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How to avoid a root canal

Study shows smoking increases risk of dreaded oral procedure

Elizabeth Krall Kaye

If the likelihood of developing lung cancer isn’t enough to discourage people from smoking, perhaps new research showing that smokers are 70 percent more likely to need a root canal than nonsmokers will do the trick.

That’s the hope of Elizabeth Krall Kaye, a professor of health policy and health services research at the School of Dental Medicine. Kaye is the lead author of a study released yesterday that shows that the more you smoke, the greater the chance you’ll need the oral procedure whose pain and expense have become the stuff of legend.

Kaye analyzed 30 years’ worth of data and found that after smoking for 5 years, a person has double the risk of needing a root canal; after 12 years, the risk is 120 percent greater than it is for a nonsmoker. Even smokers who have been inhaling for four years or less, the research shows, have a 20 percent greater chance of needing a root canal.

Conducted through the Veterans Affairs Normative Aging and Dental Longitudinal Studies at the VA Boston Healthcare System, where Kaye is an investigator, the study followed the life of 18,893 teeth in more than 800 men. It began with data from 1968, and tracked the progress of the men’s dental and physical health over three decades.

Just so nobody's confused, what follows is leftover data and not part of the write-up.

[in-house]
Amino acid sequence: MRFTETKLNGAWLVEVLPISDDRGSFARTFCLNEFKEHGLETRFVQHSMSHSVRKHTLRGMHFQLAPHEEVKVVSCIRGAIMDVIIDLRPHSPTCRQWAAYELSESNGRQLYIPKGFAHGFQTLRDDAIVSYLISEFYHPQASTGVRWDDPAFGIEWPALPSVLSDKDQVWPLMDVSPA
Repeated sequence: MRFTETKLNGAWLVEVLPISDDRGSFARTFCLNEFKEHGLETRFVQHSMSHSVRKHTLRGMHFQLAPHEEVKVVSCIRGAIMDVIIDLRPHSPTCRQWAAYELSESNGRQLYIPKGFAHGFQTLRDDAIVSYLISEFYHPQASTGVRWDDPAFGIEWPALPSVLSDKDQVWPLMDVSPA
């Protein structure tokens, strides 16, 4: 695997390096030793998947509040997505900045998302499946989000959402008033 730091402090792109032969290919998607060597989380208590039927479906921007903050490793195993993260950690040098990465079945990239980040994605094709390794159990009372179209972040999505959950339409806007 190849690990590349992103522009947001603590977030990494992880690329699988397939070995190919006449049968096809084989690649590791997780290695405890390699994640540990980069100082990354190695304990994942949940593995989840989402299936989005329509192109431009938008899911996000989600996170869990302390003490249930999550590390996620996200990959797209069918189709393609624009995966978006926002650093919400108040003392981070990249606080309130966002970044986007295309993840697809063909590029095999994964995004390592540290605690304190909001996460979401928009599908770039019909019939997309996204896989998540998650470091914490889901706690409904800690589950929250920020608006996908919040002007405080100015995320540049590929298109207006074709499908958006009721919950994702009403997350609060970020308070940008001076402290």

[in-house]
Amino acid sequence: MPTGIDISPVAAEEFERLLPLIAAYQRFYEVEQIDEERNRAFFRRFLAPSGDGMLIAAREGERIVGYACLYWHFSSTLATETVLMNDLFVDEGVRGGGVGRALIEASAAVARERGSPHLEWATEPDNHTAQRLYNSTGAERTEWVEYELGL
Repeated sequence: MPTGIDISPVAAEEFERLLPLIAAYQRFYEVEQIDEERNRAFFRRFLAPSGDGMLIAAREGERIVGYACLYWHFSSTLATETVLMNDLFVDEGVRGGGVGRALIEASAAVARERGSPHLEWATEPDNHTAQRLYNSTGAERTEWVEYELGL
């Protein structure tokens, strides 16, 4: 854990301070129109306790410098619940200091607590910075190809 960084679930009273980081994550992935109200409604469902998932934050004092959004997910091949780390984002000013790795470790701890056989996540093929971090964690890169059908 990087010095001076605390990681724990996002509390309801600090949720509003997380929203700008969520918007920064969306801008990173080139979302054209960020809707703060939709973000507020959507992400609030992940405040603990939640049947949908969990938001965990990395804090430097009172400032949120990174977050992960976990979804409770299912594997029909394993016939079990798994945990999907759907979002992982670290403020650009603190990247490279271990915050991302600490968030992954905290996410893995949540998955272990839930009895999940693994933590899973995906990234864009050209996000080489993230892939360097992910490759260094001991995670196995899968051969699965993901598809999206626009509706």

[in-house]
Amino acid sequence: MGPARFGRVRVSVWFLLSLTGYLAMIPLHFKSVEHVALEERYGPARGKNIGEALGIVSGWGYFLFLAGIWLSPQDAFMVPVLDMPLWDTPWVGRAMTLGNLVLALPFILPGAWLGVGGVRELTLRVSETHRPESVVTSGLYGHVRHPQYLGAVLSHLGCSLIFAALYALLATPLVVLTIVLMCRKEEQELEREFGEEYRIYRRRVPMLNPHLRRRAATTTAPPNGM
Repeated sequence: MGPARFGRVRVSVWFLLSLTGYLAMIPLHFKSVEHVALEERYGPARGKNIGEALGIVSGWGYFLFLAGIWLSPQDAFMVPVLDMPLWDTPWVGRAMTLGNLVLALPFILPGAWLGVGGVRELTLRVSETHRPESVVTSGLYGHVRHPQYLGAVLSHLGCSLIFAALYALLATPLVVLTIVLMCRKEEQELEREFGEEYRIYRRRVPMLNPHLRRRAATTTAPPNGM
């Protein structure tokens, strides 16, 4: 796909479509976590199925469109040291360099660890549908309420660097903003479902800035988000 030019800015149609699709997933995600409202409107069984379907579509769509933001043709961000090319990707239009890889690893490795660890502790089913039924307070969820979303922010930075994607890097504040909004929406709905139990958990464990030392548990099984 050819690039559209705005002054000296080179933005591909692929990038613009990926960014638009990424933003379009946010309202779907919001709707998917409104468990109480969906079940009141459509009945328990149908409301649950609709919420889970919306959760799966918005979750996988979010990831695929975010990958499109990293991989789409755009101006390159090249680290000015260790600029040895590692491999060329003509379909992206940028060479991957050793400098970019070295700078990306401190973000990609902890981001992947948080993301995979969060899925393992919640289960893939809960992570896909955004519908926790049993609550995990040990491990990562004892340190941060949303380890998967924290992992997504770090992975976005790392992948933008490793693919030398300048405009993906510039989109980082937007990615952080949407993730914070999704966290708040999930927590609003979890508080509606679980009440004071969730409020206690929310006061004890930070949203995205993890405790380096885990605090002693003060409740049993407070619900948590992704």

While the study did not include women, Kaye says the results should be equally cautionary for female smokers. “Especially for young people,” she says. “I think they can relate to a root canal treatment more than lung cancer or heart disease, which is more likely to happen down the road.”

Root canals, which were once so uncomfortable that the words became synonymous with pain, are performed when a tooth’s dental pulp, the soft tissue containing nerves, blood vessels, and connective tissue, becomes inflamed. The infected tissue is removed, and the space is cleaned and filled to prevent the bacterial infection from recolonizing.

Kaye says she isn’t sure why the risk of root infection is increased among smokers, but she suspects that smoking reduces the body’s capacity to fight infection. 

The good news, she says, is that the study also shows the benefits of quitting smoking. “The total amount of time they smoked and total time they remained smoke-free was directly related to risk,” she says. The study shows that men who had not smoked for nine years had no more risk of needing a root canal than men who had never smoked.

“It’s one more reason to not start smoking in the first place, to quit, or to at least cut down,” says Kaye. “And it’s one more piece of the puzzle about how bad smoking is for your total health.”

Kaye presented the study’s findings in New York City on February 23 at the American Medical Association and American Dental Association media briefing on Oral and Systemic Health: Exploring the Connection.